Lies My Father Told Me  

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Chapter XIV

   I saunter out of the shed and down the stairs, curi-
ously, to the Bondy balcony. A gaggle of children
has gathered there, huddling up to the window, "sh-
ing" and silent, with suppressed glee and naughty ex-
citement, looking in through Mrs. Bondy's bedroom
window. I go over to join them, and push through to

   Mrs. Bondy's shade is drawn, but not quite. There
is a gap of maybe three inches left between the bot-
tom of the shade and the sill. The children are gath-
ered to peer, some on tiptoes to reach up, some
crouching to reach down, to see. I need to do neither:
it's just at my level, and I squeeze through to peek.
   Mrs. Bondy, her side to the window, sits on the
bed, nude from the waist up, enjoying Mr. Vernier's
   Mr. Vernier, still in his apron, but without his leather
cap, has his head against her chest, caressing the soft
round fullness of her breast, and her rosy nipple, with
his lips.
   The children watch with varying attitudes. Some
are curious, some are delighted. Some sneer, some leer,
some smile, or just look puzzled. Most puzzled of all
is me.
Grandpa and Annie say that only babies suck at
breasts. Grandpa doesn't lie.
   Grandpa doesn't lie. But this isn't just "a difference
of opinion."
   Grandpa does... Grandpa, Zaideh, has lied!
   Mr. Vernier moves his face in its rapture to the
other succulent breast.
   The children are smiling, and the children are bored,
and I am incensed.
   Mr. Vernier, still completely absorbed in the bounty
of Mrs. Bondy's soft mother orbs, happens to raise
his wide, dreaming eyes. And sees.
   His mouth moves from the breast. But remains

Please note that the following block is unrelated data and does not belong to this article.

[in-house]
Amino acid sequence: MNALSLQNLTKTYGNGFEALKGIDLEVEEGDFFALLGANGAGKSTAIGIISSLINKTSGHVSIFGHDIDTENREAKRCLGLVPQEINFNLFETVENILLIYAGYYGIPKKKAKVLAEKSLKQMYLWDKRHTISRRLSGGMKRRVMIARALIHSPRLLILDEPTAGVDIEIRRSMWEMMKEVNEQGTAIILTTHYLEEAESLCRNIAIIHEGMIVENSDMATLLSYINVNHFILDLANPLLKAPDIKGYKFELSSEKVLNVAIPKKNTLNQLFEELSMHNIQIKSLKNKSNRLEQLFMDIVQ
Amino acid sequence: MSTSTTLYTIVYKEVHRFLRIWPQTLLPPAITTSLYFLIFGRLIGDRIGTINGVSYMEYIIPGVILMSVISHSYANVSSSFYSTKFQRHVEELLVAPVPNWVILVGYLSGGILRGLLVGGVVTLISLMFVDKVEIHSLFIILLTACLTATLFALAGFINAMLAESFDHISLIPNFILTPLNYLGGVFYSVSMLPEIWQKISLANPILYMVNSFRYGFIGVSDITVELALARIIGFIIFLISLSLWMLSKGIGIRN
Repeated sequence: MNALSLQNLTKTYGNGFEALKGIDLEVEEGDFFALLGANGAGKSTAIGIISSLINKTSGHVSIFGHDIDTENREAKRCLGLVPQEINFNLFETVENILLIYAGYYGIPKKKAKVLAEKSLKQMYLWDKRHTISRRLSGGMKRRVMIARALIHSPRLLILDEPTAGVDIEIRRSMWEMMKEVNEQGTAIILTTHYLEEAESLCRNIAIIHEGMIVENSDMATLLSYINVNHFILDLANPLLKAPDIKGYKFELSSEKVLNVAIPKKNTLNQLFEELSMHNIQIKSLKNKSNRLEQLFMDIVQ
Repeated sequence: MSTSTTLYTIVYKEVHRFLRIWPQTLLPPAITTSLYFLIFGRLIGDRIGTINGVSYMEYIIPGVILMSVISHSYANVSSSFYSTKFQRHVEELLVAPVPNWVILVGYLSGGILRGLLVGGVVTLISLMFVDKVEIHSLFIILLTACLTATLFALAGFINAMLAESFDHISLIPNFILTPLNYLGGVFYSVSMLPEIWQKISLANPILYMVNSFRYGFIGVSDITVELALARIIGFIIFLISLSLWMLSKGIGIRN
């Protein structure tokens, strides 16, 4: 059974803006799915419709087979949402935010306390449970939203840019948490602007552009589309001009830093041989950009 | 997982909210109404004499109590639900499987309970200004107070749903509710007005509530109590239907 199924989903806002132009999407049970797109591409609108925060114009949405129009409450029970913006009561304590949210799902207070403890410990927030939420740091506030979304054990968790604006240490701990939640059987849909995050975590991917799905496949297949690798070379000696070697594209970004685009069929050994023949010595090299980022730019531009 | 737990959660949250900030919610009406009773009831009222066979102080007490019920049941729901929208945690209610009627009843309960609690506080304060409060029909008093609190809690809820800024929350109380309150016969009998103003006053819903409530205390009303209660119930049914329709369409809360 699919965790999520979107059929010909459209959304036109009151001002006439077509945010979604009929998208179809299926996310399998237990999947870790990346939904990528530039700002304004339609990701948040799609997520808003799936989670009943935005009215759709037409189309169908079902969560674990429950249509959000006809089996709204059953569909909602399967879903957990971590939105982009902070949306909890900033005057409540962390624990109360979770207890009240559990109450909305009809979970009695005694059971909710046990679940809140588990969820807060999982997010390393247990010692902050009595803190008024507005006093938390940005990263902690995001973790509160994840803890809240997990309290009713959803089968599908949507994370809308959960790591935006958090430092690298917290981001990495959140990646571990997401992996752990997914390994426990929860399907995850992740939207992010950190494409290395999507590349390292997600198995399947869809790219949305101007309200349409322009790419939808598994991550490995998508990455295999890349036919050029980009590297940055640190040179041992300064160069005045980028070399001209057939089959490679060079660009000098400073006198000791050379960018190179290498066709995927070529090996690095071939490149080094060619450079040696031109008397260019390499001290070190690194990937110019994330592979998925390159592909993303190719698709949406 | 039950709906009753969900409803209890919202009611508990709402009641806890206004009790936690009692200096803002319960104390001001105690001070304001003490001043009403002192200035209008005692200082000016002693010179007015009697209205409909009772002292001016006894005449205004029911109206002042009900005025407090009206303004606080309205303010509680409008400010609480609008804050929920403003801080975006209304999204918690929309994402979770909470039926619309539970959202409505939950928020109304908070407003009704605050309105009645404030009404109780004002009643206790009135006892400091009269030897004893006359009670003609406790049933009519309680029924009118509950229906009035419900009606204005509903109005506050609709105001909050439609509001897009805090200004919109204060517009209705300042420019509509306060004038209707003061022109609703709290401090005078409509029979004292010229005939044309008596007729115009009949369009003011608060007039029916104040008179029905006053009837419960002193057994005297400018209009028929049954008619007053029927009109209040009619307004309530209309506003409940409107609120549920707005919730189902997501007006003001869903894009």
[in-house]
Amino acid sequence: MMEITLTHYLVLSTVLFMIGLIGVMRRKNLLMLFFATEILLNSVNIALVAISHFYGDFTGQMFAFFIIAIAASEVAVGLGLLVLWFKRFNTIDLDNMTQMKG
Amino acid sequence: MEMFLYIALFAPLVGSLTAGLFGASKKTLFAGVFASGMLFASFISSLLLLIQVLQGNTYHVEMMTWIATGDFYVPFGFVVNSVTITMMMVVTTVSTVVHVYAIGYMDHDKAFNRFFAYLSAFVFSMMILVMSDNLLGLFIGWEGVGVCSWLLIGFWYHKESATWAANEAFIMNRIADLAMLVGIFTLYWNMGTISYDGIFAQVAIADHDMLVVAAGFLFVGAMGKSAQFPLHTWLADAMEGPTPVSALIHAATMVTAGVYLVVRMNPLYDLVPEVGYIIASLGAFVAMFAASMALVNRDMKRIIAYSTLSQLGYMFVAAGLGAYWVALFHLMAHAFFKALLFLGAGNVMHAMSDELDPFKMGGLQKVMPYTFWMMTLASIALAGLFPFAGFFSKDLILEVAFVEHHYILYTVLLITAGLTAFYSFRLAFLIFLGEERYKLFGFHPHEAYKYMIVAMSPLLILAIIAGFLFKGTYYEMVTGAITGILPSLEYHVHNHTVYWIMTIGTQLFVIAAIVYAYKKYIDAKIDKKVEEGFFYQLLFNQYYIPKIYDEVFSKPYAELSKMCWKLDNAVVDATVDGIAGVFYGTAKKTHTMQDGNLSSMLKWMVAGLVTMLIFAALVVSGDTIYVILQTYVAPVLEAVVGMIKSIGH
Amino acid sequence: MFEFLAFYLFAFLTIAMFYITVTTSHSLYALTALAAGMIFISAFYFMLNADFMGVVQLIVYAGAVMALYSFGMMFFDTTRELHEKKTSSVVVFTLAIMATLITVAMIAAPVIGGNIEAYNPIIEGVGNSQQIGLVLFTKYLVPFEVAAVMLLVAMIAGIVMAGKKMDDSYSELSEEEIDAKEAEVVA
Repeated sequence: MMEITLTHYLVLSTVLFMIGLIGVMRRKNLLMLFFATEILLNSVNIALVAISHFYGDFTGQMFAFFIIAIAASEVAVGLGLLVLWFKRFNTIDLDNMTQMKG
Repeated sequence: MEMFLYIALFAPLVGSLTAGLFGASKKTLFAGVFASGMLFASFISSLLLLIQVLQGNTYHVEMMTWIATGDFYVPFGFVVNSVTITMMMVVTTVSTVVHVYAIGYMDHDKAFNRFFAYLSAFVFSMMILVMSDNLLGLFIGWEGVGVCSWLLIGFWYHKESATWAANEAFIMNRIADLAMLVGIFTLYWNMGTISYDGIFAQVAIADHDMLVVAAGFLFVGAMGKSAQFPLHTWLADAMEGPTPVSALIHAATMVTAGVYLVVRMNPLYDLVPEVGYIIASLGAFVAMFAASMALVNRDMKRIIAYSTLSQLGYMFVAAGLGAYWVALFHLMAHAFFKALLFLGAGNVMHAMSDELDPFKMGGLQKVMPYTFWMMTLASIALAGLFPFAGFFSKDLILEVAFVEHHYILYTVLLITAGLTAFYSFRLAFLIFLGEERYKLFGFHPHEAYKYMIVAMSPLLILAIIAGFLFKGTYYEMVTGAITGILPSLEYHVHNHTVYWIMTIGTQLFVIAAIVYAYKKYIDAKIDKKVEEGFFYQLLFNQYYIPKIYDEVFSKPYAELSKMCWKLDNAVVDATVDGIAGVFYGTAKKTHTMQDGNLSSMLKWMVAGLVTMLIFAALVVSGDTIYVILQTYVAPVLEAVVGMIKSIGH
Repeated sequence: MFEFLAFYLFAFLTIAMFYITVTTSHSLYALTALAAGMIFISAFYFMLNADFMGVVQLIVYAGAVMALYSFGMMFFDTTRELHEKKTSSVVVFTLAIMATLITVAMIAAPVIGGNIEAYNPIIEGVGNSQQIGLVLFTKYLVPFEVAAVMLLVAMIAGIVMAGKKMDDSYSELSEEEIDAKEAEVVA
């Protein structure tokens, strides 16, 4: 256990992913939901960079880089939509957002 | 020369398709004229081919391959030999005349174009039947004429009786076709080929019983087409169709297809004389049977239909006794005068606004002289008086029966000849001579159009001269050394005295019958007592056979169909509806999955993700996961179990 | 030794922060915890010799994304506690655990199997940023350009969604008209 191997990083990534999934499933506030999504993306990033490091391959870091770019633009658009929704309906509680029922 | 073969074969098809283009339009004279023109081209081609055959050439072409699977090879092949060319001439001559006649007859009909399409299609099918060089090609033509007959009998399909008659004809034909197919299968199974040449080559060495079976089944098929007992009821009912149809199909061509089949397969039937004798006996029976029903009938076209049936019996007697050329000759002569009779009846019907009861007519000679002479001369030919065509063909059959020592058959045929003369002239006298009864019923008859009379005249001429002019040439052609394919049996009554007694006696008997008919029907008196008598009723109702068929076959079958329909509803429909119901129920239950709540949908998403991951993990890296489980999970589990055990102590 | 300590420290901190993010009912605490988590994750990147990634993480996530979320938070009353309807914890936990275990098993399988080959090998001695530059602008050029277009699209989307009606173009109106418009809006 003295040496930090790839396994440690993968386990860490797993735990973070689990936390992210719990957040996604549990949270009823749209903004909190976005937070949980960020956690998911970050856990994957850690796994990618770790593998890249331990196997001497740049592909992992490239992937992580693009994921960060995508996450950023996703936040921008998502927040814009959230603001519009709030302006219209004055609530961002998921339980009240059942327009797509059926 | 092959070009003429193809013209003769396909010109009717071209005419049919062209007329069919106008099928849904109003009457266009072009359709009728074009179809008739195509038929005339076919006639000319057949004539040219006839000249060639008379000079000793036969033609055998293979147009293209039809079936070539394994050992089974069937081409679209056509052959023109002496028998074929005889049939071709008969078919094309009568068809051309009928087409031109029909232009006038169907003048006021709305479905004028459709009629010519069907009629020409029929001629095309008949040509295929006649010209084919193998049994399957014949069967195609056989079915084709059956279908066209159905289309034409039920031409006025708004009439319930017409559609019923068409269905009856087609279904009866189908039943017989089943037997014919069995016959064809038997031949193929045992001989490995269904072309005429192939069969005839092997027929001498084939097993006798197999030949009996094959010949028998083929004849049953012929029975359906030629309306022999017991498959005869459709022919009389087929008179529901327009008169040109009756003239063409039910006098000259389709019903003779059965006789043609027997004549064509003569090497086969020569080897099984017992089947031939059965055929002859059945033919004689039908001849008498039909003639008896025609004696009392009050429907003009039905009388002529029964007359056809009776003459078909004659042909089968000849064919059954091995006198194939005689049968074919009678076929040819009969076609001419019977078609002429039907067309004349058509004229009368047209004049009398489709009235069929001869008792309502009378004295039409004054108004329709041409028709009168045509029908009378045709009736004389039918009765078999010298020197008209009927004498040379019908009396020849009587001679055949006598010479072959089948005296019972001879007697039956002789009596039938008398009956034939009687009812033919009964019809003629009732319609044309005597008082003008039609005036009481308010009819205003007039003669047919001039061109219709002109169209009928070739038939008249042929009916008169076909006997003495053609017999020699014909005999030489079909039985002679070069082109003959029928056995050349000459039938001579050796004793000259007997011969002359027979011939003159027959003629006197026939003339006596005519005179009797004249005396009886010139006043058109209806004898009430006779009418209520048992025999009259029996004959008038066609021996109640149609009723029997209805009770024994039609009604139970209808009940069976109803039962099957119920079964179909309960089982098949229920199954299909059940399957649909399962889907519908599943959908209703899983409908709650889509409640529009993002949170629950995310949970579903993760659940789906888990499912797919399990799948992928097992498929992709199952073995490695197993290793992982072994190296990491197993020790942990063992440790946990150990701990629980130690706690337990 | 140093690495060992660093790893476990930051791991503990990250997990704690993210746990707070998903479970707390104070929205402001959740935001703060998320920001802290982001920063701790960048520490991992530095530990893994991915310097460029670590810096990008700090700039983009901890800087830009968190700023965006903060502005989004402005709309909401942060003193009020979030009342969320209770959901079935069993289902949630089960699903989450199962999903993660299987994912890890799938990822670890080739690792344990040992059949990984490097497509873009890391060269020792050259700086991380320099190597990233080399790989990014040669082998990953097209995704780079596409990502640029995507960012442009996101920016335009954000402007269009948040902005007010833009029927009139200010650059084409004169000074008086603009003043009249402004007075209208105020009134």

open. Sees eyes, the children's eyes, staring. He starts.
   Mrs. Murphy jumps, covers herself with her arms,
desperately looking around for her blouse.
   Mr. Vernier makes a lunge for the shade, to close
off the room. He grabs at the string, and the shade
flies back up, spinning around its axle pole. The whole
room is exposed. Mrs. Bondy flurries. Mr. Vernier
quickly goes for the shade again. And succeeds. The
view is sealed.
   Mrs. Bondy fixes her blouse and her hair. She
doesn't know whether to laugh or cry, especially
with Mr. Vernier sitting on the bed, holding his head
in his hands, rocking back and forth, moaning, "Oh,
my God."
   "I'll call the doctor to examine my chest, and I'll
say it was the doctor they saw, and they made up the
whole story. Did you recognize any of them?"
    "All of them," the grocer answers disconsolately.

    I am disillusioned. Shattered.
I huddle in the stable, lost in morose thought. Even
my grandfather has lied to me. There is no one to
trust in this world, except Ferdeleh, and Cleo, and .
one can't always be sure about Cleo, who is crouch-
ing there too, waiting for a sign.
   I heave a loud painful sigh, and walk toward the
   "Mama and Grandpa lie, just like Papa. Mr.
Vernier is not a baby. I won't listen to another thing
Grandpa says. They're all liars."
   I crouch again, very thoughtful. An idea, a deter-
mination crystallizes, as I see ... fresh horse manure.
   I turn to look at Cleo, who waits. "I don't care
what Grandpa says. Come."
   I get a shovel and fill it with a huge pile of fresh
dung. Cleo, with a small shovel, does the same. We
sneak out into the courtyard with our gift of life.
   And after the die is cast? And even while it's fall-
ing? Wondering. The future is now fated; a door is
closing; the consequences are sealed, will flow. But
no matter what fate befalls me, I have acted as I must.

Chapter XV